Councils 'tell homeless to sleep on the streets so they can get help'

Research found 129 rough sleepers have died in London since 2010


Homeless people are being told by councils to sleep rough so they can get help, research by a charity has found.

People who turned to their local authority for help were often sent packing without support or instructed to sleep rough in order to access services, according to a report by St Mungo's.

The findings, based on interviews with 40 St Mungo's clients, suggested that three-quarters of homeless people had slept rough the night after they asked a council for help because they had nowhere to stay.

One of those interviewed by St Mungo's said: "We decided to go to the local council and they told us that we had to sleep rough for three nights in a row before they could actually do anything to help us. We just felt complete despair."

The charity is calling on the government to ensure that no one is sent away by local authorities when they have nowhere to go. St Mungo's will take part in a mass lobby of Parliament on Wednesday in support of the Homelessness Reduction Bill.

The research also found that 129 rough sleepers have died in London since 2010, while a quarter reported being physically assaulted when they were on the streets.

One interviewee said: "I've been beaten up quite a few times sleeping in doorways, or even in cars, they smash the window in on top of you, spit on you, urinate on you, try and set you on fire. I've had all of those things happen to me."

In the past five years, the number of people sleeping rough has more than doubled - with a 30% increase in the past year alone.

Howard Sinclair, St Mungo's CEO, said: "It's impossible not to be shocked by what our report has revealed. Too many people are dying on our streets and too many are living with damaging long-term consequences of not having a roof.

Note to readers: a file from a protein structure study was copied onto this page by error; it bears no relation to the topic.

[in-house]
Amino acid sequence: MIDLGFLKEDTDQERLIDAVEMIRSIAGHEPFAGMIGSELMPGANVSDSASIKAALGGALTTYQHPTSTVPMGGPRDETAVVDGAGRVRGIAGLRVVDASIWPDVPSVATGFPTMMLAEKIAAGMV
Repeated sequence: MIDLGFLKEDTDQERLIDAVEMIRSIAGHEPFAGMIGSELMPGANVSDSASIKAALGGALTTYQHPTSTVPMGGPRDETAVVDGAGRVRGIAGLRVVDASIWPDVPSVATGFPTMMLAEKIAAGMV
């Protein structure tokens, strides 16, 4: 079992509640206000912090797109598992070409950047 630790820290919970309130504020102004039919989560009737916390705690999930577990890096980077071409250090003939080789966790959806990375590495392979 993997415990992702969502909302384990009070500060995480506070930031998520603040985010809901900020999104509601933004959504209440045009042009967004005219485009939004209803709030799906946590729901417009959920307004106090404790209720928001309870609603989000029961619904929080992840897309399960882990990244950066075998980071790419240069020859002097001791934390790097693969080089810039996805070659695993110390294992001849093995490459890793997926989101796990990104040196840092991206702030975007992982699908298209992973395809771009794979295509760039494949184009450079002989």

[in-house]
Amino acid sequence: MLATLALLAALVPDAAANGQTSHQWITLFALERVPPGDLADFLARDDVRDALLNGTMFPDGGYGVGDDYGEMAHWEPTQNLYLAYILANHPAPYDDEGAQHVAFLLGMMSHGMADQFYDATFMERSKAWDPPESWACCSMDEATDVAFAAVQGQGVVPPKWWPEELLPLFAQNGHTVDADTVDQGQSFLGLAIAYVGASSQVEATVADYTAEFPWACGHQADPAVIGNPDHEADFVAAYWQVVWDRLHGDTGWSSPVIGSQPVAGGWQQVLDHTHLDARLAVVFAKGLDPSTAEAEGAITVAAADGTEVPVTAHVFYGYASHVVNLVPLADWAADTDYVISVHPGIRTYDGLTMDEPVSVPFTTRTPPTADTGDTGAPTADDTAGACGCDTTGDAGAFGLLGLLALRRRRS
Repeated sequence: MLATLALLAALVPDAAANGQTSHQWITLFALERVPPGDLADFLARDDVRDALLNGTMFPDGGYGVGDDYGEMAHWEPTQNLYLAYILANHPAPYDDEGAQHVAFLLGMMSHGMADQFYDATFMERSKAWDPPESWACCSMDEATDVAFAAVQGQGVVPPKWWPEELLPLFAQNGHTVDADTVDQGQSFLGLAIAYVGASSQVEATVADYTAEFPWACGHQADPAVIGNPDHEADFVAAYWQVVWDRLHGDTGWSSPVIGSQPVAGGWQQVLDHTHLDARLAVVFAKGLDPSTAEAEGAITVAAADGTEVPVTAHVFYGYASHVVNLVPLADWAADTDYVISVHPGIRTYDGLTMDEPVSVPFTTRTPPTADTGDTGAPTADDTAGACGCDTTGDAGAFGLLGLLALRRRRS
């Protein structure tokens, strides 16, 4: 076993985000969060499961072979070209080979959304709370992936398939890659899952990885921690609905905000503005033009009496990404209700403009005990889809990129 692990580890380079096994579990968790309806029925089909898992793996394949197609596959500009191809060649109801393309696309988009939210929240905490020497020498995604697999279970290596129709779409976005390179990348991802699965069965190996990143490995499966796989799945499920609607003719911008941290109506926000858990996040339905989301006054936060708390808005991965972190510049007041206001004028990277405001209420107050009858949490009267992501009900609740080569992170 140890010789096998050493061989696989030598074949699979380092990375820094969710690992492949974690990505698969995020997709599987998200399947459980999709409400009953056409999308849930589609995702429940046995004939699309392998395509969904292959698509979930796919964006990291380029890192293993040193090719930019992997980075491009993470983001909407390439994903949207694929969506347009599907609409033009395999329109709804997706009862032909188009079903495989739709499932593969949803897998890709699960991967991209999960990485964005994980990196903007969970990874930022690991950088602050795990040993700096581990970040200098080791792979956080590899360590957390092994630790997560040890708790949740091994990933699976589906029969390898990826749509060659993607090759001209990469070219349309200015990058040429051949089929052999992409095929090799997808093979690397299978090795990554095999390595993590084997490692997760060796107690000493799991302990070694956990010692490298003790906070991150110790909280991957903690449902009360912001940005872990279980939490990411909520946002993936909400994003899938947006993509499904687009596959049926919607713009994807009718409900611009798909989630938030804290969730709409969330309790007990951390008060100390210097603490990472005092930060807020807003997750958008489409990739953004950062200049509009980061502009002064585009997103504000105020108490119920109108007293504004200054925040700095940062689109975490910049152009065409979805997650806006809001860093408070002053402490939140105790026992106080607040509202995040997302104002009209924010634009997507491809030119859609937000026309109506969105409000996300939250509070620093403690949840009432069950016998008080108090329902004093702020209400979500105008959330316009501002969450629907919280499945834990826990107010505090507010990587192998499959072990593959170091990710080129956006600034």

"St Mungo's believes that the system for assisting people who are at risk of sleeping rough in England requires fundamental reform.

"The funding package announced by the Prime Minister this week is a promising start. We hope it is the first step to a new and coherent national strategy to end rough sleeping.

"Parliament also has a once in a generation opportunity to improve the current homelessness law. I urge MPs to turn up to support the Homelessness Reduction Bill on October 28 and help persuade the government to back the bill and fully fund the implementation of this new legislation.

"Rough sleeping has doubled since 2010 and continues to rise. Unless further action is taken, more people will experience the dangers of rough sleeping without the support they desperately need."

Mayor Sir Steve Bullock, London Councils' executive member for housing, said: "Councils across London have prevented or relieved nearly 30,000 cases of homelessness in the last financial year.

"Whilst they will strive to continue to help as many people as possible, they cannot do this alone. If we are to tackle what is becoming a growing crisis in our city and across the country, Government must give local authorities the resource and tools to carry out their duties."

A Department for Communities and Local Government spokesman said: "No one should ever have to sleep rough. That is why we have launched a £40 million homelessness prevention programme, including £10 million grant funding for services to help those at imminent risk of sleeping rough.

"We are sympathetic to the aims of the Homelessness Reduction Bill and we are currently considering its contents."